Kicking it up to Max Velocity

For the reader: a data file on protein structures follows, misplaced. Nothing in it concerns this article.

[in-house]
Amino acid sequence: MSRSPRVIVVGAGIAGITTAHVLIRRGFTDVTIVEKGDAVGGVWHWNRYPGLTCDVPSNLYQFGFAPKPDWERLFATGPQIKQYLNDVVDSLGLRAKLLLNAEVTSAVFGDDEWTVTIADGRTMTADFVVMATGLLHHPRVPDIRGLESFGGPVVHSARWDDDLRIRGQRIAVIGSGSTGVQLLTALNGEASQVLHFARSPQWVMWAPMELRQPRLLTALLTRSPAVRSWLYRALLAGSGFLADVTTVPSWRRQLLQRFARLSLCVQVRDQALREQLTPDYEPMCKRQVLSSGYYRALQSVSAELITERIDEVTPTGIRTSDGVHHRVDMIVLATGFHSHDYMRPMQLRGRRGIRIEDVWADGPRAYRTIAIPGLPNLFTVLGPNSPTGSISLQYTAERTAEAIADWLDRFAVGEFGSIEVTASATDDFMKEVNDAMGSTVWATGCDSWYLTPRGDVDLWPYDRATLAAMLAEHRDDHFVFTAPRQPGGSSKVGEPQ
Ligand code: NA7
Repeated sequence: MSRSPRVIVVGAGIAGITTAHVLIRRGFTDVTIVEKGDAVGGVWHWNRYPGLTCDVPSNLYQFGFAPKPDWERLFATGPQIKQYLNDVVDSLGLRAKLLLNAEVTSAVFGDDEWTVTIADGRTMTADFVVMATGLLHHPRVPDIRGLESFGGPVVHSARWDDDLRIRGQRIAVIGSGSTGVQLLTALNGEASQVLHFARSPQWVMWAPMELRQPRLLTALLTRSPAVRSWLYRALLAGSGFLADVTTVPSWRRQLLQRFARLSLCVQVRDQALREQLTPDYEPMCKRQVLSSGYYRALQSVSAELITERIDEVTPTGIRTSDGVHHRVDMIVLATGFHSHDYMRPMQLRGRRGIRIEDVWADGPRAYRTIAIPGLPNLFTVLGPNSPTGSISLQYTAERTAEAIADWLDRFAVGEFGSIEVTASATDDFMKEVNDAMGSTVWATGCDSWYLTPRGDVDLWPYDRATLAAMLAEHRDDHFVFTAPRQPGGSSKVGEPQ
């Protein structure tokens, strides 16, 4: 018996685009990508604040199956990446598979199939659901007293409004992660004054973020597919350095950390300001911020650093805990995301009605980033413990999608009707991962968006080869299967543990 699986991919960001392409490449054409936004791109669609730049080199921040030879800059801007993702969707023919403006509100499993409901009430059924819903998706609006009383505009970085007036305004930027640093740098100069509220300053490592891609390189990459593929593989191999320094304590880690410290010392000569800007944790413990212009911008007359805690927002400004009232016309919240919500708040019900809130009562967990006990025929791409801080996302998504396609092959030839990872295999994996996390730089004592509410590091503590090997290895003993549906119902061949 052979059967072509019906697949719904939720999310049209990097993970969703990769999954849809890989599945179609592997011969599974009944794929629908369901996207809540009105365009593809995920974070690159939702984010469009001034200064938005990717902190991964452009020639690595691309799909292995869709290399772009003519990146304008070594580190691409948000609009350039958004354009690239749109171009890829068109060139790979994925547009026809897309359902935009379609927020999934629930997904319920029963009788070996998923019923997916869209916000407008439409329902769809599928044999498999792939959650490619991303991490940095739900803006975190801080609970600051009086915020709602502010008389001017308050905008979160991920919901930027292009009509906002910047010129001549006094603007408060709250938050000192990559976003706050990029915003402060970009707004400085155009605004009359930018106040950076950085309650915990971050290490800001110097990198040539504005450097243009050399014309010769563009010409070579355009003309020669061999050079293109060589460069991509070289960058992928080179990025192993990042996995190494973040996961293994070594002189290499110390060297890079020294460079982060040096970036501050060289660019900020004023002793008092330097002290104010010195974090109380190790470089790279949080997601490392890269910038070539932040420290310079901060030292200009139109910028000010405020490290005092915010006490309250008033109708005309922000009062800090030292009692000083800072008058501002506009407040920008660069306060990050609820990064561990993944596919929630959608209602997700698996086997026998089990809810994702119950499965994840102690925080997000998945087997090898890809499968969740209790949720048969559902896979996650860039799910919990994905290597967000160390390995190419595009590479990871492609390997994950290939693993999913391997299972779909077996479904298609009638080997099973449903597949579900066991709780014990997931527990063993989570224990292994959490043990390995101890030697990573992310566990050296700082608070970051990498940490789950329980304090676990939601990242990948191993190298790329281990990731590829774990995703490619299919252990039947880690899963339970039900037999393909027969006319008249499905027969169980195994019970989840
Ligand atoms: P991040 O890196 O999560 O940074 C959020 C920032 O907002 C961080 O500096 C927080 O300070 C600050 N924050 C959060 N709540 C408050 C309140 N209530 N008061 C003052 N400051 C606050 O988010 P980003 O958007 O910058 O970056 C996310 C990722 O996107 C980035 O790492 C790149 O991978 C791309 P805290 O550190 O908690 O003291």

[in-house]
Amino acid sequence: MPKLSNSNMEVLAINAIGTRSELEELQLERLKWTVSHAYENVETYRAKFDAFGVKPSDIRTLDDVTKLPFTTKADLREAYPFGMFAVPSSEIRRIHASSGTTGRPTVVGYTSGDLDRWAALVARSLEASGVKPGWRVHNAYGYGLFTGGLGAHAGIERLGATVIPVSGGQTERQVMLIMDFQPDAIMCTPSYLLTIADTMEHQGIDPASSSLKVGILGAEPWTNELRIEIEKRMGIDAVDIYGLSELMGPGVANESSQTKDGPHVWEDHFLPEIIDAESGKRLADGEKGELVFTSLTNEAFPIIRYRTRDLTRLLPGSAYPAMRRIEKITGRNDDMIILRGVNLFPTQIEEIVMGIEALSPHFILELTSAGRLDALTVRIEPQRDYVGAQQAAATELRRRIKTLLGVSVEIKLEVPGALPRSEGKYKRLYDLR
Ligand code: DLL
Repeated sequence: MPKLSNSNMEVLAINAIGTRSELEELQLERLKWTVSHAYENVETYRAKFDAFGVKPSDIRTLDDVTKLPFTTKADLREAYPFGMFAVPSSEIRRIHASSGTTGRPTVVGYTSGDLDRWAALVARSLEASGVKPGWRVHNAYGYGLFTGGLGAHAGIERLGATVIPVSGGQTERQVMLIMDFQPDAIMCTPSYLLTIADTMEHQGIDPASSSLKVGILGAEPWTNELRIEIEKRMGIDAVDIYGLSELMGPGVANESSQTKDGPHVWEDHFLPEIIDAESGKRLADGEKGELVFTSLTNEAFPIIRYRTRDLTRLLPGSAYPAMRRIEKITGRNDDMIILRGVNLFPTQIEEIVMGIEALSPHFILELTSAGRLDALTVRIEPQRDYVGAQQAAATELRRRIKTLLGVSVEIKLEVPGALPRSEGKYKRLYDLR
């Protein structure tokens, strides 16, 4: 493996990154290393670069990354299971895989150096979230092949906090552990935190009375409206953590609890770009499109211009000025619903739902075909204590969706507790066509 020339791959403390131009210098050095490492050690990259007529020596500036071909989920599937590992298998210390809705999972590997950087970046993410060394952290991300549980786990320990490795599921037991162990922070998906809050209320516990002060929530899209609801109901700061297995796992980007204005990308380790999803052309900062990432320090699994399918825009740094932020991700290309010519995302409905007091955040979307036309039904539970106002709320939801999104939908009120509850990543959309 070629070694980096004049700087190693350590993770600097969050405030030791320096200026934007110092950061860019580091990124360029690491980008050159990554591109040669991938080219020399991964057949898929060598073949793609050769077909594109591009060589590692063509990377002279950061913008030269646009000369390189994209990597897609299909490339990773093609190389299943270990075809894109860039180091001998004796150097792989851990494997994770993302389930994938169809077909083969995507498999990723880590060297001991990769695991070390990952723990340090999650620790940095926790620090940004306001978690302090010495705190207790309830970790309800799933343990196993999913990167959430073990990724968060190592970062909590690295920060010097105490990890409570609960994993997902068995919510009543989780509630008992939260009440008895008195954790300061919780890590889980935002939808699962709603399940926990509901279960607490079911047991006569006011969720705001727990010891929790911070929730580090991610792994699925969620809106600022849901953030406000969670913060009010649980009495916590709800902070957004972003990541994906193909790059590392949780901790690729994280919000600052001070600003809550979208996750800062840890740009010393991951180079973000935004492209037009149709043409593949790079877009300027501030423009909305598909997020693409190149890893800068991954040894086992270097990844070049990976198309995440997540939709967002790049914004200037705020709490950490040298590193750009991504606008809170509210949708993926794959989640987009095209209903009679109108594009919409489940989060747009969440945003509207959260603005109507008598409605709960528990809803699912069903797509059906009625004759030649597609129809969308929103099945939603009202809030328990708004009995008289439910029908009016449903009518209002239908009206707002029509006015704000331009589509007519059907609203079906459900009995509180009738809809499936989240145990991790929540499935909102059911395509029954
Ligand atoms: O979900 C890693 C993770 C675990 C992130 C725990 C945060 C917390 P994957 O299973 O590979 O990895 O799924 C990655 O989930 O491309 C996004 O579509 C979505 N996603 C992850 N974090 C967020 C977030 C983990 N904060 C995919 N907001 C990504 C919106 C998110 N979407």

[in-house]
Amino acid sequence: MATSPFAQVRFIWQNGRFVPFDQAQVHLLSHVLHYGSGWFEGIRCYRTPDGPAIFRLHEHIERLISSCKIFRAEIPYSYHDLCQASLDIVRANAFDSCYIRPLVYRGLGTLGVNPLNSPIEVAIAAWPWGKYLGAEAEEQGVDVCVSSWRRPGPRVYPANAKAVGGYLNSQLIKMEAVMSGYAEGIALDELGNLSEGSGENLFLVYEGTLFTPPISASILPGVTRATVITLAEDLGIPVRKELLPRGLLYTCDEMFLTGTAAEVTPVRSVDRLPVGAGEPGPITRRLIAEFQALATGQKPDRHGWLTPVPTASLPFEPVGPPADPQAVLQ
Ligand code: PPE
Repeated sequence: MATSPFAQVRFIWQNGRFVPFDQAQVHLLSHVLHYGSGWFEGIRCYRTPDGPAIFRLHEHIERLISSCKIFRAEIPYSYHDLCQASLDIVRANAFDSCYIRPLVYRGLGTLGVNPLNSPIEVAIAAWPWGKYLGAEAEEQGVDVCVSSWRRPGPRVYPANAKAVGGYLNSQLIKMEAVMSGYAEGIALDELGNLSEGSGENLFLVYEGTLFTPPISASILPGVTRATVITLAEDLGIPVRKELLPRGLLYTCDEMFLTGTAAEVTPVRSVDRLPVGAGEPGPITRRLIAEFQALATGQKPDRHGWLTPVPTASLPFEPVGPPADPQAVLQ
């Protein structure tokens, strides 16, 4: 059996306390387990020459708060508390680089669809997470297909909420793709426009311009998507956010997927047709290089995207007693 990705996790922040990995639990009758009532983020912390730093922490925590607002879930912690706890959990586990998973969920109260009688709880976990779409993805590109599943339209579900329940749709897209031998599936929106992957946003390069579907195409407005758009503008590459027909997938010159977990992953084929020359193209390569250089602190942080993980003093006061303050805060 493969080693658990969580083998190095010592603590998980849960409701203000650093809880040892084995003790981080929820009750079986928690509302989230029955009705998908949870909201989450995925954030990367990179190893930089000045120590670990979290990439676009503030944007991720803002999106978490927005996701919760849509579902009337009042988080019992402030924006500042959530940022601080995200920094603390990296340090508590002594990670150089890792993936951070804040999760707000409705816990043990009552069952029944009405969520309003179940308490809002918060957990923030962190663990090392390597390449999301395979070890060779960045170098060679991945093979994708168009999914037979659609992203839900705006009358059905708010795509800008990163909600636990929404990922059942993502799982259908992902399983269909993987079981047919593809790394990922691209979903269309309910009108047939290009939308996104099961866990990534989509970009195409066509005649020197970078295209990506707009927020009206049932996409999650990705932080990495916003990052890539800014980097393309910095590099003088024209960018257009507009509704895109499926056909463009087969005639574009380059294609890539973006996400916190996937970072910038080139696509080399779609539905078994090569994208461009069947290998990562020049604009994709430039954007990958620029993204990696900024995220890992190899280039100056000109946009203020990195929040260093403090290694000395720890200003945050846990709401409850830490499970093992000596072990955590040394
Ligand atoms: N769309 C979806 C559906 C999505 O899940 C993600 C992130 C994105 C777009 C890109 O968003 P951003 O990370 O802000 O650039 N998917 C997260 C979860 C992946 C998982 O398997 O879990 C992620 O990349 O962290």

One of the challenges of raising a child on the autism spectrum is finding books and movies that my son can relate to. In the last few years there has definitely been a leap in media representation of people on the autism spectrum and with ADHD, but it’s certainly not enough given the recent rise in diagnoses. In Canada, 1 in 42 boys and 1 in 165 girls are diagnosed with ASD and I am sure there are more that go undiagnosed for a variety of reasons. Do 1 in 42 children’s shows have a character with Autism in it? I don’t think so. Luckily, my son loves to read. Books with ASD characters are easier to find, thank goodness. At E’s OT there is a comic book in the waiting area, “Max Velocity”, that my son pours over. It’s about a camp for exceptional kids who’s super powers come from Autism. There is Max Velocity with ultra speed, Gnatalie who flies around the room from thing to thing like a gnat, Alec Tricity who’s electric energy is shocking, and Herculeesa with super strength, to name a few. The super hero adults in their lives help guide them to control their powers and grow their strengths. It sounds like a regular comic series so far, but what I love about it is how the sensory needs of kids on the spectrum are taken into consideration so thoughtfully. My son is very visually sensitive and doesn’t like anything scary, he wouldn’t even watch a show with a bad guy in it until he was 6. There are no villains or bad guys in Max Velocity, no one is ever mean on purpose, but it is still very exciting. There is conflict, of course, but it is closer to real life. The exceptional heroes have conflicts from their big feelings clashing and them not yet knowing how to work them out on their own. Sound familiar? Ya, just like at the local playground, but with sweet costumes. Not surprisingly the author and artist, Graeme Partridge-David is a father of, not one but two, kids with ASD and lets his life inspire his art. He also happens to be my cousin-in-law (is that a thing? Or do I say my husband’s cousin?). But related or not, these comics are beautifully rendered from the heart. Inspired by and for kids on the autism spectrum from an artist who understands the joys and struggles first-hand. Intrigued? Visit Graeme’s site at and while you’re there, if you like what you see, consider giving a couple bucks a month to his Patreon so he can make more comics and help more kids with ASD feel seen and heard.


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